Have you seen any of those obnoxious TV commercial for attorneys? The ones that give themselves nicknames, like “The Bulldog” and “The Strong Arm.” They had to have given themselves those nicknames . And that just doesn’t work. You can’t give yourself a nickname. If you could, then I would have all of you call me “Pastor-Always-Right.” . . . See? You just can’t give yourself a nickname. It has to be given to you based on something others actually recognize about you.
Anyone have a nickname that you’ve been given? I don’t mean your name is Robert and people call you Rob. I mean a nickname that people started calling you because of something you did or some personality trait you have. Sometimes a nickname can be complimentary, from something people like about you. Sometimes they can be hurtful based on a mistake you made once or something others find peculiar about you. But regardless, once people give you a nickname, it tends to stick.
That’s close to the idea of names in the Bible. Someone’s name means something significant about who they are, what they are like. If you know someone’s name in the Bible, you know something deep and authentic about them.
Keep that in mind, the significance of names, as we quickly review this story in Genesis.
The main character here is Jacob, whose name meant in his day, “cheater.” He was actually born a cheater, conning his twin brother Esau out of his inheritance. He cheated his father, Isaac, out of the family birthright. Just before this story, he had–yet again–cheated his uncle Laban out of a huge amount of money and livestock.
So now he’s on the run. He can’t go back home because he’s afraid of Laban and he just got word that his brother Esau is coming after him with an army of 400 men. So Jacob, the cheater, hides half of his stolen goods so he’ll have something left if he survives. He prays the prayer so many of us pray when we’re stuck: Oh, God, I’ll be good if you get me out of this!
Now he’s walking around by the river at night, nervous, pacing, trying to see if there’s some way to con his way out of this predicament. He crosses the river by himself, figuring he could think better without the distractions of his wives, children, and livestock. In the night he is approached by what appears to be a man, but not a man. They end up fighting all night, with neither one winning. Jacob realizes that he’s wrestling with either an angel or a demon, who proceeds to whack him in the leg, dislocating his hip.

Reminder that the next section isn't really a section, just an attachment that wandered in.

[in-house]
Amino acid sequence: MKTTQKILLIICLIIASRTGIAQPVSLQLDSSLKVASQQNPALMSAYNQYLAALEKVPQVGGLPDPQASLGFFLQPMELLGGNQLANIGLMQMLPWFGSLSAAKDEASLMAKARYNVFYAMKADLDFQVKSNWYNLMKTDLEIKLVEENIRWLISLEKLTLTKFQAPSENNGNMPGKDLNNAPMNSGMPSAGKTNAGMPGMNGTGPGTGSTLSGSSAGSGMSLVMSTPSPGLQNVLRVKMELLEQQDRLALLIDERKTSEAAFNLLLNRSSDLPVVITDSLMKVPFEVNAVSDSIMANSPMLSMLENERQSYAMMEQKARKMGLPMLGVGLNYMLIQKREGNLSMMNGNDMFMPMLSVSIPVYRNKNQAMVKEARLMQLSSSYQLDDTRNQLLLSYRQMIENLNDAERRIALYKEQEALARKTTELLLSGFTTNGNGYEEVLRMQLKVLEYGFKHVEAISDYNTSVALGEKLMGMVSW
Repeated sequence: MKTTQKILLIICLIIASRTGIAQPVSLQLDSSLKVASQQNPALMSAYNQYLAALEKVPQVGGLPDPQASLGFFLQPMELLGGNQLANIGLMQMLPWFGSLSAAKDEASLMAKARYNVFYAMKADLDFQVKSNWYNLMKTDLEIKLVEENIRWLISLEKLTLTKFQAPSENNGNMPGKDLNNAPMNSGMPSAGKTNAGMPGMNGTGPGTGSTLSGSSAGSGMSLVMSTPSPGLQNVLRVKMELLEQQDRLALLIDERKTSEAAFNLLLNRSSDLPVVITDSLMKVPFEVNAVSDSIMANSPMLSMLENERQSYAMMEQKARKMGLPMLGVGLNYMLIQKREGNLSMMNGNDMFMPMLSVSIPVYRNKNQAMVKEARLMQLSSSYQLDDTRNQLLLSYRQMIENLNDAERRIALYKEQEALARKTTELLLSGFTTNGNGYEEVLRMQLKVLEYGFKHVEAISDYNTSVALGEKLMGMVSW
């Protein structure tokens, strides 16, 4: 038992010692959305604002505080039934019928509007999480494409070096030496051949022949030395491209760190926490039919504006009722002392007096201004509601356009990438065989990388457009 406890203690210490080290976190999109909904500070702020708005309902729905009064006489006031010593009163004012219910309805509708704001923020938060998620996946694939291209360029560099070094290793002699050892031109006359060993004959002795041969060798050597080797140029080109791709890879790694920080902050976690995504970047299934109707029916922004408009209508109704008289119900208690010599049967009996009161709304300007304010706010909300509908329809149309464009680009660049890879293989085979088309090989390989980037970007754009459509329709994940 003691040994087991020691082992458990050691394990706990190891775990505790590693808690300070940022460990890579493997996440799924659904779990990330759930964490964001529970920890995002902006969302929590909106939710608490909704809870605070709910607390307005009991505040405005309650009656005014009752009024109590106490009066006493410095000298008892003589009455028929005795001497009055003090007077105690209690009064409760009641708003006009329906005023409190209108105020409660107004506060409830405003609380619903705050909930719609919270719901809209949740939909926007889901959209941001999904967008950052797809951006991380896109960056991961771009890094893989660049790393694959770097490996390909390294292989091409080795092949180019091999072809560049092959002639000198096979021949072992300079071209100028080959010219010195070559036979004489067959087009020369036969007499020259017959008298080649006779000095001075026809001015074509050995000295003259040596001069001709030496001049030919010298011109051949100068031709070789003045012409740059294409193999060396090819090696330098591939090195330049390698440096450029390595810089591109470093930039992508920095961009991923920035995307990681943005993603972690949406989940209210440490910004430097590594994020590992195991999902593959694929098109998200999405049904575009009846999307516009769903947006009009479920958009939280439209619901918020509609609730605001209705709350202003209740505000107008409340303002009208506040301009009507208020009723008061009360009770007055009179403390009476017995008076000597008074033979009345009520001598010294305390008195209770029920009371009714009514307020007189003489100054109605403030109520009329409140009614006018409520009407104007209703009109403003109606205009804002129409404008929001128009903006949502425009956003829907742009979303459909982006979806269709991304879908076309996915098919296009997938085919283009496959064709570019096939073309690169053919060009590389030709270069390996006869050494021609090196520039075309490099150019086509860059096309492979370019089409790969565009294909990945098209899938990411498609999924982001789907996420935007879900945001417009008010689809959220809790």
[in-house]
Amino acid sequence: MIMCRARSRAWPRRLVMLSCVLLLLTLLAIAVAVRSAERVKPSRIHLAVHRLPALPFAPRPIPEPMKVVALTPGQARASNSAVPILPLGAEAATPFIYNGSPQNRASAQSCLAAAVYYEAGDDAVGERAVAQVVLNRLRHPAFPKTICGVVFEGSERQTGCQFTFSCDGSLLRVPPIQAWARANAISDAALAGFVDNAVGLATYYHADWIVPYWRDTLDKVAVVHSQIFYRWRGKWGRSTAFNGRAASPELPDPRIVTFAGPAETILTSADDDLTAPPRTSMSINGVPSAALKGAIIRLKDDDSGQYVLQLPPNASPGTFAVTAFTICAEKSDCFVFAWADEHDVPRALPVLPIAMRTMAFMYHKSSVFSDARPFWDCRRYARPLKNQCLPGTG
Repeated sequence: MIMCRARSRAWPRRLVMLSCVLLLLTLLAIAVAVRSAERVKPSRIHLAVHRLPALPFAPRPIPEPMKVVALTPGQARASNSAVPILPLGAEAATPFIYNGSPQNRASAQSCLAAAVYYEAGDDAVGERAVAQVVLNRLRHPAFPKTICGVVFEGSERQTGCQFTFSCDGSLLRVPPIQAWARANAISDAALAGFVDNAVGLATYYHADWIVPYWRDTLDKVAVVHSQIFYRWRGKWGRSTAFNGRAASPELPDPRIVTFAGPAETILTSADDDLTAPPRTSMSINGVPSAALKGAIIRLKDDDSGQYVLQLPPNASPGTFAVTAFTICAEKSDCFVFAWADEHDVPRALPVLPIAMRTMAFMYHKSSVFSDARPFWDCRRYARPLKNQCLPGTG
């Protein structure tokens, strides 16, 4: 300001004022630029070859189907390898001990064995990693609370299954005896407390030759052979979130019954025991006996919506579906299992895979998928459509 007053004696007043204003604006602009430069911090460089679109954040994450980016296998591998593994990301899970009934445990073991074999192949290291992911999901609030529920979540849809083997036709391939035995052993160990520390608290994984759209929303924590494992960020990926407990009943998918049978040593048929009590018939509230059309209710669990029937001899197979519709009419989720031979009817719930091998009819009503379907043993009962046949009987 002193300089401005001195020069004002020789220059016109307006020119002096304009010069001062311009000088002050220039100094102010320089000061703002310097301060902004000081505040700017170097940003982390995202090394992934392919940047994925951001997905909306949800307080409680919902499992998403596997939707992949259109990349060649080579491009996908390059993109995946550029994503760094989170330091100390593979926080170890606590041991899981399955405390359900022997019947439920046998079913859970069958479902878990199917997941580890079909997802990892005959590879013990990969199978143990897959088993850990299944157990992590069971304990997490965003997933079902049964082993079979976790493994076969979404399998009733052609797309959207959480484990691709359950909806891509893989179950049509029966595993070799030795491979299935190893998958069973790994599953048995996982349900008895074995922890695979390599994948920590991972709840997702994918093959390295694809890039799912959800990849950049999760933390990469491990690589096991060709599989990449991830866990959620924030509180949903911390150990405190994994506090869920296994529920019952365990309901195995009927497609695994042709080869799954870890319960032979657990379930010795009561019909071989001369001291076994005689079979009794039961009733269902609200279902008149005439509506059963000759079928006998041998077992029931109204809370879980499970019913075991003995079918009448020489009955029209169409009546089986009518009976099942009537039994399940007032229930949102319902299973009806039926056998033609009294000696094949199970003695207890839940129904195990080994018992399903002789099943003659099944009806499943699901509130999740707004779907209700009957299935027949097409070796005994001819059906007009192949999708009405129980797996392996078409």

Have you experienced that moment when all your work, all your effort, all your planning, all your experience can’t help you? That moment when you become desperate? When you’ve run out of options and have no idea which way to turn? When it feels like God has even turned on you?
That’s Jacob right here. Not only has he run out of options to save his life, but God himself is fighting with him. It seems that God not only hasn’t come to help him, but is making his situation worse.
All Jacob can do is hang on. He can’t win, so he clings with desperation to this man, this God, who seems intent on doing him harm.
Then comes the final blow. This angel/demon/God/man demands to know Jacob’s name. If Jacob gives up his name, it will be like a confession of a life of lying, cheating, usurping, taking advantage of everyone around him. And if this angel/demon actually is God–which Jacob is thinking is the case by now–then God will have every right to him what he deserves: at best, throw him to Esau and his army; at worst kill him here and now.
But he’s got no choice. He is powerless in the grasp of this supreme being. He has no choice. He has to surrender. Even his desperation has run out. He has nothing. No strength, no plan, no options.
“Jacob,” he confesses. Then he waits for the sentencing.
Then the man opens his mouth and says to him, “Maybe you have been Jacob all your life. Maybe you have been a liar and a cheat up until now. But as of this moment you are a new person. You shall now be named Israel, which means someone who has fought God and people, and lived to tell about it.”
It doesn’t matter what his parents had named him. It doesn’t matter what everyone had called him every day of his life. It doesn’t even matter that he actually was a liar and a cheat all his life. The only thing that matters is that God calls him by his new name–giving him a new life. He is Israel, one who has fought with God and with people, and lived to tell about it. He is a new person–Israel.
We’re talking about money this month. When you look at your attitude toward money, what would people be calling you? When you consider how you use your finances, what would your name be? Tight? Pincher? Grubber? Perhaps Careless? Loose? Irresponsible?
It doesn’t matter today. God is giving you a new name. From now on, you will be called “Child of God,” “Forgiven,” “Loved.” Now the question is: What will you do with your new identity?